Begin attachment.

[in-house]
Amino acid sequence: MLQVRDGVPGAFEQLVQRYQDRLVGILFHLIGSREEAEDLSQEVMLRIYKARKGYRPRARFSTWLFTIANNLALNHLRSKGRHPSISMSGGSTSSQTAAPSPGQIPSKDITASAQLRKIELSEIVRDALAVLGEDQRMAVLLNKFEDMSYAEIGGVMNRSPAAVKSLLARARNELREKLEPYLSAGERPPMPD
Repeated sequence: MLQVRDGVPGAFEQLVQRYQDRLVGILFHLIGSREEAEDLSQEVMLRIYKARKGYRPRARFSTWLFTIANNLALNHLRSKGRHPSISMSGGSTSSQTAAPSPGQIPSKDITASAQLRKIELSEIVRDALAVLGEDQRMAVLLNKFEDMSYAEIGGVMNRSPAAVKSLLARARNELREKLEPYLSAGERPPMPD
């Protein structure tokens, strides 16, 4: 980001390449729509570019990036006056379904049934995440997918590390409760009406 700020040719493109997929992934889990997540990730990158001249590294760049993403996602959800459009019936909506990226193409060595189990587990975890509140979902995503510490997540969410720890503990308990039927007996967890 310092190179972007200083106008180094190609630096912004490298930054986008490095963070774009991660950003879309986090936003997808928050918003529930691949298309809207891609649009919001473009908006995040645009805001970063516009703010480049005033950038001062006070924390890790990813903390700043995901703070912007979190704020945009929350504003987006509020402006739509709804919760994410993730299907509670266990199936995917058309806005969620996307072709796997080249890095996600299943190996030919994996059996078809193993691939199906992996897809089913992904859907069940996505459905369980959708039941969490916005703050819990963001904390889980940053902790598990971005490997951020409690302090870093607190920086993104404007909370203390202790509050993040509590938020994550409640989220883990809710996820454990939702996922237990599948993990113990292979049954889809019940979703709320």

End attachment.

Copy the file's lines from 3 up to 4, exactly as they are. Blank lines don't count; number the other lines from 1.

Repeated sequence: MLQVRDGVPGAFEQLVQRYQDRLVGILFHLIGSREEAEDLSQEVMLRIYKARKGYRPRARFSTWLFTIANNLALNHLRSKGRHPSISMSGGSTSSQTAAPSPGQIPSKDITASAQLRKIELSEIVRDALAVLGEDQRMAVLLNKFEDMSYAEIGGVMNRSPAAVKSLLARARNELREKLEPYLSAGERPPMPD
């Protein structure tokens, strides 16, 4: 980001390449729509570019990036006056379904049934995440997918590390409760009406 700020040719493109997929992934889990997540990730990158001249590294760049993403996602959800459009019936909506990226193409060595189990587990975890509140979902995503510490997540969410720890503990308990039927007996967890 310092190179972007200083106008180094190609630096912004490298930054986008490095963070774009991660950003879309986090936003997808928050918003529930691949298309809207891609649009919001473009908006995040645009805001970063516009703010480049005033950038001062006070924390890790990813903390700043995901703070912007979190704020945009929350504003987006509020402006739509709804919760994410993730299907509670266990199936995917058309806005969620996307072709796997080249890095996600299943190996030919994996059996078809193993691939199906992996897809089913992904859907069940996505459905369980959708039941969490916005703050819990963001904390889980940053902790598990971005490997951020409690302090870093607190920086993104404007909370203390202790509050993040509590938020994550409640989220883990809710996820454990939702996922237990599948993990113990292979049954889809019940979703709320």